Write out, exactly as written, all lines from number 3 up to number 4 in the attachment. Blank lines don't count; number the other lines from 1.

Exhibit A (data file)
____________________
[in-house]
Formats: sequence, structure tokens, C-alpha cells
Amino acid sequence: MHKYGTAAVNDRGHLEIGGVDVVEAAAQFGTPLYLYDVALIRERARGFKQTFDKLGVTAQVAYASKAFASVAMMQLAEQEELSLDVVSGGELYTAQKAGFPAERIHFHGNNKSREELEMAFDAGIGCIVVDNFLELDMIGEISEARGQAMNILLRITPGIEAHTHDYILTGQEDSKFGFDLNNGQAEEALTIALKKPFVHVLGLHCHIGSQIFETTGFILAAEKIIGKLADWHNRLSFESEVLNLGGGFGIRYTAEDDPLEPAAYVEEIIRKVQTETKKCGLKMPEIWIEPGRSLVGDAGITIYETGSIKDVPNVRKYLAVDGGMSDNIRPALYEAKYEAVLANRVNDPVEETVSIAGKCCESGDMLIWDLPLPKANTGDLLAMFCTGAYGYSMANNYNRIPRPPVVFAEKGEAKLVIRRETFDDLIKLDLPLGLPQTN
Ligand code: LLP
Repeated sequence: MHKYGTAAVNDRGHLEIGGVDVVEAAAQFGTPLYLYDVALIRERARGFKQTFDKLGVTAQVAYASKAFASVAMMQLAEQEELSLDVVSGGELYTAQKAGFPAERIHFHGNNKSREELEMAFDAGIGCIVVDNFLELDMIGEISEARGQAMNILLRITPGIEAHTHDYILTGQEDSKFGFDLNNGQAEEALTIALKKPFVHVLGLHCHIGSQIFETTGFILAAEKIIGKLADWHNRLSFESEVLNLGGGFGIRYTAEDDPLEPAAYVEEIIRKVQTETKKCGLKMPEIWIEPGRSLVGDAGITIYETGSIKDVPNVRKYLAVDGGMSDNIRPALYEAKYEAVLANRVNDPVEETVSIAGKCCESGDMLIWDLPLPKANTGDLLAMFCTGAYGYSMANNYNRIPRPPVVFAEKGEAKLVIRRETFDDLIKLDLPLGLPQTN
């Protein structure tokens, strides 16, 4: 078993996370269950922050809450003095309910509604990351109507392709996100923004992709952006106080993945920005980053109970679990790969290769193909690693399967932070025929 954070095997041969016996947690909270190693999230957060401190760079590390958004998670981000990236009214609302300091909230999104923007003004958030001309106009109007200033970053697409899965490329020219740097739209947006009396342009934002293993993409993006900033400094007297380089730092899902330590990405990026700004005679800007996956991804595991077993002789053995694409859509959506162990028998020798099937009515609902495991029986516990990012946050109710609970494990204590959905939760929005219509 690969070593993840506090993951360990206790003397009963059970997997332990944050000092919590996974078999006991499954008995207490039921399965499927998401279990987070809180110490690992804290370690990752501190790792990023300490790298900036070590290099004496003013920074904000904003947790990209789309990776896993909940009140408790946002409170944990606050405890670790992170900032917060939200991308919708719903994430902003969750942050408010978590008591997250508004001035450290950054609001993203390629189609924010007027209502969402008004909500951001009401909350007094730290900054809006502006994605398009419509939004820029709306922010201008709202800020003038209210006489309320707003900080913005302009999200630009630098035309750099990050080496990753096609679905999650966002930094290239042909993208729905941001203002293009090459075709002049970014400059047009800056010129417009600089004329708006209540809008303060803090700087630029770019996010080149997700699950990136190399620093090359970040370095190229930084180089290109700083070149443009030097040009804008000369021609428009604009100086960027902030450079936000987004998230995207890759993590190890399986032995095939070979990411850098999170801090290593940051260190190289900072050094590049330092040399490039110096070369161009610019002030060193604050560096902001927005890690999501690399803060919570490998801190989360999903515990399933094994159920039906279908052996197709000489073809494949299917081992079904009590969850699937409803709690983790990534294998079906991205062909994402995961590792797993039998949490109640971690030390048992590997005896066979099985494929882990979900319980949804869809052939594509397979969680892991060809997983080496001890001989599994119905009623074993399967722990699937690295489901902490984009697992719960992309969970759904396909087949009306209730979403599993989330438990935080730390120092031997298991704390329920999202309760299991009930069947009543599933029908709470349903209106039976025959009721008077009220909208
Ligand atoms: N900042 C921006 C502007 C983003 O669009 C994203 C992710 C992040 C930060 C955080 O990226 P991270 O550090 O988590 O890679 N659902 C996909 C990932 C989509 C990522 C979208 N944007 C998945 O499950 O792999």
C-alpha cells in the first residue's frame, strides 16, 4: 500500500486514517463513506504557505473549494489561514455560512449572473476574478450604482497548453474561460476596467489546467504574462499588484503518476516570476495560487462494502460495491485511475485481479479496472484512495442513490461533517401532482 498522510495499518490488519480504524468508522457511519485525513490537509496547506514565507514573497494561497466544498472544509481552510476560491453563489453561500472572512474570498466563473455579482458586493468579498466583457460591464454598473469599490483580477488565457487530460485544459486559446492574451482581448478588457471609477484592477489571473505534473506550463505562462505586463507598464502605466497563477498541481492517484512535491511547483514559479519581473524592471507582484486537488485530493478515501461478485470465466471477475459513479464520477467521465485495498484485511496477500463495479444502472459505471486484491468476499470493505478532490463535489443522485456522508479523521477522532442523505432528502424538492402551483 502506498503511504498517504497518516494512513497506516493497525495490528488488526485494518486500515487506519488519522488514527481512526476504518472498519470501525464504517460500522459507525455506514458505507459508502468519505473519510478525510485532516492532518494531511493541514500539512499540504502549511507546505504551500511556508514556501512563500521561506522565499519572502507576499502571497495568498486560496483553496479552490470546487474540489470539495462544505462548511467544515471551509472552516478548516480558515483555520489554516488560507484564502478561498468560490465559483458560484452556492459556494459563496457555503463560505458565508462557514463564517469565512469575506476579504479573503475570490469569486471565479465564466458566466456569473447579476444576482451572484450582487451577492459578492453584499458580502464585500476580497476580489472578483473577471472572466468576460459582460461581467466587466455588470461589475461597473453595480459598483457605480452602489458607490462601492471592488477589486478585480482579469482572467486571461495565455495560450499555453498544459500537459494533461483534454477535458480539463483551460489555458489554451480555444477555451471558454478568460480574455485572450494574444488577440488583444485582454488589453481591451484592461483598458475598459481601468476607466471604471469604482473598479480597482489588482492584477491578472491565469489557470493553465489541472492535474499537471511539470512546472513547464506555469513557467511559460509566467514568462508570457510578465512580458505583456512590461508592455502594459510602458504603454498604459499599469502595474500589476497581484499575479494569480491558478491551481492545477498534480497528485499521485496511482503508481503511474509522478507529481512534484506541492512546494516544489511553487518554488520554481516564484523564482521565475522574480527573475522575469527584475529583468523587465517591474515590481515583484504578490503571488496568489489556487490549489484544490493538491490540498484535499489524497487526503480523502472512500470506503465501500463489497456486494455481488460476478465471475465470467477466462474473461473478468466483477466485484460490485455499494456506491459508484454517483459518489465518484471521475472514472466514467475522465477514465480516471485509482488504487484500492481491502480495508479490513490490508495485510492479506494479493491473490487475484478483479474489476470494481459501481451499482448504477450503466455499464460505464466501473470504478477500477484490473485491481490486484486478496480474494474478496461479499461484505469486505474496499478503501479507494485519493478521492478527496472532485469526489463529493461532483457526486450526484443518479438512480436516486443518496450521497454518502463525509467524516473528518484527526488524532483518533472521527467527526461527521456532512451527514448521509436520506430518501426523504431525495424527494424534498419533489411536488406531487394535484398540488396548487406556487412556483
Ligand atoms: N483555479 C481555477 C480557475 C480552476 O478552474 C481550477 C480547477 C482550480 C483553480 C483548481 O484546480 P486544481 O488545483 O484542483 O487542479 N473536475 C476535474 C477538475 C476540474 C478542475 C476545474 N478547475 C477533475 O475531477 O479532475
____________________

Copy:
Amino acid sequence: MHKYGTAAVNDRGHLEIGGVDVVEAAAQFGTPLYLYDVALIRERARGFKQTFDKLGVTAQVAYASKAFASVAMMQLAEQEELSLDVVSGGELYTAQKAGFPAERIHFHGNNKSREELEMAFDAGIGCIVVDNFLELDMIGEISEARGQAMNILLRITPGIEAHTHDYILTGQEDSKFGFDLNNGQAEEALTIALKKPFVHVLGLHCHIGSQIFETTGFILAAEKIIGKLADWHNRLSFESEVLNLGGGFGIRYTAEDDPLEPAAYVEEIIRKVQTETKKCGLKMPEIWIEPGRSLVGDAGITIYETGSIKDVPNVRKYLAVDGGMSDNIRPALYEAKYEAVLANRVNDPVEETVSIAGKCCESGDMLIWDLPLPKANTGDLLAMFCTGAYGYSMANNYNRIPRPPVVFAEKGEAKLVIRRETFDDLIKLDLPLGLPQTN
Ligand code: LLP